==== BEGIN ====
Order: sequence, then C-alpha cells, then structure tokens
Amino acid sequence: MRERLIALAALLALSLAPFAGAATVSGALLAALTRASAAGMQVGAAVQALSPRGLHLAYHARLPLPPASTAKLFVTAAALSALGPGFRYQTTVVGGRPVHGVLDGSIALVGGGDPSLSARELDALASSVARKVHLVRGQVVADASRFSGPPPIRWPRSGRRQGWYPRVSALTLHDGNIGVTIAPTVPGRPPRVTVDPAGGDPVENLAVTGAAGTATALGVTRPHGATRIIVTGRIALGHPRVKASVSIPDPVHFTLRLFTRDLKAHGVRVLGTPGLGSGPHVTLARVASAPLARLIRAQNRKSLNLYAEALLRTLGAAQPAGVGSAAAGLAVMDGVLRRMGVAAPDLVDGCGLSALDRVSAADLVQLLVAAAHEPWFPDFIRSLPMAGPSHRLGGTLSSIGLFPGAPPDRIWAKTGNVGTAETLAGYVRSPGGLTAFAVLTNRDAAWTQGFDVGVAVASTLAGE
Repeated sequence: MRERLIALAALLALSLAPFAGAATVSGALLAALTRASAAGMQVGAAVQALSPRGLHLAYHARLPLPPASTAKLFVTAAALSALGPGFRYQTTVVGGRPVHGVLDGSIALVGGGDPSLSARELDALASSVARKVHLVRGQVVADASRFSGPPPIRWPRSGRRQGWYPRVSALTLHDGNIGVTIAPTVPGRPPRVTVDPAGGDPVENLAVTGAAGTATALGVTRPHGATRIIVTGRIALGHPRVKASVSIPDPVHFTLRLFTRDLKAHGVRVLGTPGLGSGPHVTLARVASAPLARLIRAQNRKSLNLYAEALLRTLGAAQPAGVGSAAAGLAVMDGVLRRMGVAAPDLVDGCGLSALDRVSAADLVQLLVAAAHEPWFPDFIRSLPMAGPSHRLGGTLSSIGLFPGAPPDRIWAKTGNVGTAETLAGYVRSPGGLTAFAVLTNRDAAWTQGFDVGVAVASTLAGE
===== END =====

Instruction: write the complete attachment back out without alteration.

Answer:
Order: sequence, then C-alpha cells, then structure tokens
Amino acid sequence: MRERLIALAALLALSLAPFAGAATVSGALLAALTRASAAGMQVGAAVQALSPRGLHLAYHARLPLPPASTAKLFVTAAALSALGPGFRYQTTVVGGRPVHGVLDGSIALVGGGDPSLSARELDALASSVARKVHLVRGQVVADASRFSGPPPIRWPRSGRRQGWYPRVSALTLHDGNIGVTIAPTVPGRPPRVTVDPAGGDPVENLAVTGAAGTATALGVTRPHGATRIIVTGRIALGHPRVKASVSIPDPVHFTLRLFTRDLKAHGVRVLGTPGLGSGPHVTLARVASAPLARLIRAQNRKSLNLYAEALLRTLGAAQPAGVGSAAAGLAVMDGVLRRMGVAAPDLVDGCGLSALDRVSAADLVQLLVAAAHEPWFPDFIRSLPMAGPSHRLGGTLSSIGLFPGAPPDRIWAKTGNVGTAETLAGYVRSPGGLTAFAVLTNRDAAWTQGFDVGVAVASTLAGE
Repeated sequence: MRERLIALAALLALSLAPFAGAATVSGALLAALTRASAAGMQVGAAVQALSPRGLHLAYHARLPLPPASTAKLFVTAAALSALGPGFRYQTTVVGGRPVHGVLDGSIALVGGGDPSLSARELDALASSVARKVHLVRGQVVADASRFSGPPPIRWPRSGRRQGWYPRVSALTLHDGNIGVTIAPTVPGRPPRVTVDPAGGDPVENLAVTGAAGTATALGVTRPHGATRIIVTGRIALGHPRVKASVSIPDPVHFTLRLFTRDLKAHGVRVLGTPGLGSGPHVTLARVASAPLARLIRAQNRKSLNLYAEALLRTLGAAQPAGVGSAAAGLAVMDGVLRRMGVAAPDLVDGCGLSALDRVSAADLVQLLVAAAHEPWFPDFIRSLPMAGPSHRLGGTLSSIGLFPGAPPDRIWAKTGNVGTAETLAGYVRSPGGLTAFAVLTNRDAAWTQGFDVGVAVASTLAGE